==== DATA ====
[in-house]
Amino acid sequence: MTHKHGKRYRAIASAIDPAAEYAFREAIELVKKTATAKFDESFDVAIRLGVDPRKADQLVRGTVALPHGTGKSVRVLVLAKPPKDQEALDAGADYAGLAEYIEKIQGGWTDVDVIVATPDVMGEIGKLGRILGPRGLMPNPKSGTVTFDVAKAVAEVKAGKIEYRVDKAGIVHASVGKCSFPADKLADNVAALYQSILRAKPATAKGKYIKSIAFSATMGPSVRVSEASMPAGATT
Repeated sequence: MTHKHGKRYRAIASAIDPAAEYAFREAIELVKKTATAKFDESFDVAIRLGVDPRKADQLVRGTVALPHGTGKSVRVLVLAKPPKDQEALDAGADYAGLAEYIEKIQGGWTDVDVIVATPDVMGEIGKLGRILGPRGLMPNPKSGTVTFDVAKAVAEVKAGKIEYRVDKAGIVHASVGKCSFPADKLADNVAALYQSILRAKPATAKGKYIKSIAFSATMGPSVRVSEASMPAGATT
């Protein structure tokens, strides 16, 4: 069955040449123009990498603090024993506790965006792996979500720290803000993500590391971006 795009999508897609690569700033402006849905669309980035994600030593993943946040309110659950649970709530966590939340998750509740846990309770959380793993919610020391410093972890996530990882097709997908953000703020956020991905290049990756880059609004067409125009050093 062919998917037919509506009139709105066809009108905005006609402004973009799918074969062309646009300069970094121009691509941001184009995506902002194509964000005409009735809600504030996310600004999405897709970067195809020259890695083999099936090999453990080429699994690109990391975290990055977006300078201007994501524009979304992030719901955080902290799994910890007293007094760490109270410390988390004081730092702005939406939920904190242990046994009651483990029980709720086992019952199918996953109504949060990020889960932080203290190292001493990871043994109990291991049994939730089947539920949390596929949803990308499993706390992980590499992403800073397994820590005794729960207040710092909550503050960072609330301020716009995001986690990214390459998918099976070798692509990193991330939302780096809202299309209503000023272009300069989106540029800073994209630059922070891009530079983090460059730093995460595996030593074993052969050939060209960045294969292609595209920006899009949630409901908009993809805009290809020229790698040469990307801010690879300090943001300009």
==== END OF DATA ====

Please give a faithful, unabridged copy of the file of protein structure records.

[in-house]
Amino acid sequence: MTHKHGKRYRAIASAIDPAAEYAFREAIELVKKTATAKFDESFDVAIRLGVDPRKADQLVRGTVALPHGTGKSVRVLVLAKPPKDQEALDAGADYAGLAEYIEKIQGGWTDVDVIVATPDVMGEIGKLGRILGPRGLMPNPKSGTVTFDVAKAVAEVKAGKIEYRVDKAGIVHASVGKCSFPADKLADNVAALYQSILRAKPATAKGKYIKSIAFSATMGPSVRVSEASMPAGATT
Repeated sequence: MTHKHGKRYRAIASAIDPAAEYAFREAIELVKKTATAKFDESFDVAIRLGVDPRKADQLVRGTVALPHGTGKSVRVLVLAKPPKDQEALDAGADYAGLAEYIEKIQGGWTDVDVIVATPDVMGEIGKLGRILGPRGLMPNPKSGTVTFDVAKAVAEVKAGKIEYRVDKAGIVHASVGKCSFPADKLADNVAALYQSILRAKPATAKGKYIKSIAFSATMGPSVRVSEASMPAGATT
């Protein structure tokens, strides 16, 4: 069955040449123009990498603090024993506790965006792996979500720290803000993500590391971006 795009999508897609690569700033402006849905669309980035994600030593993943946040309110659950649970709530966590939340998750509740846990309770959380793993919610020391410093972890996530990882097709997908953000703020956020991905290049990756880059609004067409125009050093 062919998917037919509506009139709105066809009108905005006609402004973009799918074969062309646009300069970094121009691509941001184009995506902002194509964000005409009735809600504030996310600004999405897709970067195809020259890695083999099936090999453990080429699994690109990391975290990055977006300078201007994501524009979304992030719901955080902290799994910890007293007094760490109270410390988390004081730092702005939406939920904190242990046994009651483990029980709720086992019952199918996953109504949060990020889960932080203290190292001493990871043994109990291991049994939730089947539920949390596929949803990308499993706390992980590499992403800073397994820590005794729960207040710092909550503050960072609330301020716009995001986690990214390459998918099976070798692509990193991330939302780096809202299309209503000023272009300069989106540029800073994209630059922070891009530079983090460059730093995460595996030593074993052969050939060209960045294969292609595209920006899009949630409901908009993809805009290809020229790698040469990307801010690879300090943001300009």